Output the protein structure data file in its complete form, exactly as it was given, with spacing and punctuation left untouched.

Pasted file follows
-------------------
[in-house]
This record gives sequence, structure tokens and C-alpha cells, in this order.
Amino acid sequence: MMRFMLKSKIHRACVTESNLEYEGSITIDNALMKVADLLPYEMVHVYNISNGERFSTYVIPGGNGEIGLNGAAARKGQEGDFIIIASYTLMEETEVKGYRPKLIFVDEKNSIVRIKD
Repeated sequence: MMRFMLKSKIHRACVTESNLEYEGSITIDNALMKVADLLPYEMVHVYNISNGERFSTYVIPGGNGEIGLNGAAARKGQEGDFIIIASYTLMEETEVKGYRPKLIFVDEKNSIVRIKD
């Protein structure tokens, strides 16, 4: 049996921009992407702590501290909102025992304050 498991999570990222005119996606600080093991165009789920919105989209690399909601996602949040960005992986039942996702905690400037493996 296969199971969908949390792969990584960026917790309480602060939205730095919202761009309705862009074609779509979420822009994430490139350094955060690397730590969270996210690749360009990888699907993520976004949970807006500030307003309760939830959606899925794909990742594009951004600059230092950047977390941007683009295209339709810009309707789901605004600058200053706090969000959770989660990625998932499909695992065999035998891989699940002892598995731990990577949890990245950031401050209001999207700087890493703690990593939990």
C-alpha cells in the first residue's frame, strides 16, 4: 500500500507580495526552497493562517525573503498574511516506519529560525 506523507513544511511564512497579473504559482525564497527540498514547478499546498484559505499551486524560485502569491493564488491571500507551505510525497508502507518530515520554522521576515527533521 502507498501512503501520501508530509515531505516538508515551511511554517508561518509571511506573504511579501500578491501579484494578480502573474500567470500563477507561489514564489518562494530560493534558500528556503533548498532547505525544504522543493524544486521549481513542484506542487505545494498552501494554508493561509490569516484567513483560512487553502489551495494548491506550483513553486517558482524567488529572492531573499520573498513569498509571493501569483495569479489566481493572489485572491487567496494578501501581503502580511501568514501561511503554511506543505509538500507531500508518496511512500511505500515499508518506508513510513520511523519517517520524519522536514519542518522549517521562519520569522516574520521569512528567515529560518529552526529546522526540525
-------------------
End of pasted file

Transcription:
[in-house]
This record gives sequence, structure tokens and C-alpha cells, in this order.
Amino acid sequence: MMRFMLKSKIHRACVTESNLEYEGSITIDNALMKVADLLPYEMVHVYNISNGERFSTYVIPGGNGEIGLNGAAARKGQEGDFIIIASYTLMEETEVKGYRPKLIFVDEKNSIVRIKD
Repeated sequence: MMRFMLKSKIHRACVTESNLEYEGSITIDNALMKVADLLPYEMVHVYNISNGERFSTYVIPGGNGEIGLNGAAARKGQEGDFIIIASYTLMEETEVKGYRPKLIFVDEKNSIVRIKD
């Protein structure tokens, strides 16, 4: 049996921009992407702590501290909102025992304050 498991999570990222005119996606600080093991165009789920919105989209690399909601996602949040960005992986039942996702905690400037493996 296969199971969908949390792969990584960026917790309480602060939205730095919202761009309705862009074609779509979420822009994430490139350094955060690397730590969270996210690749360009990888699907993520976004949970807006500030307003309760939830959606899925794909990742594009951004600059230092950047977390941007683009295209339709810009309707789901605004600058200053706090969000959770989660990625998932499909695992065999035998891989699940002892598995731990990577949890990245950031401050209001999207700087890493703690990593939990």
C-alpha cells in the first residue's frame, strides 16, 4: 500500500507580495526552497493562517525573503498574511516506519529560525 506523507513544511511564512497579473504559482525564497527540498514547478499546498484559505499551486524560485502569491493564488491571500507551505510525497508502507518530515520554522521576515527533521 502507498501512503501520501508530509515531505516538508515551511511554517508561518509571511506573504511579501500578491501579484494578480502573474500567470500563477507561489514564489518562494530560493534558500528556503533548498532547505525544504522543493524544486521549481513542484506542487505545494498552501494554508493561509490569516484567513483560512487553502489551495494548491506550483513553486517558482524567488529572492531573499520573498513569498509571493501569483495569479489566481493572489485572491487567496494578501501581503502580511501568514501561511503554511506543505509538500507531500508518496511512500511505500515499508518506508513510513520511523519517517520524519522536514519542518522549517521562519520569522516574520521569512528567515529560518529552526529546522526540525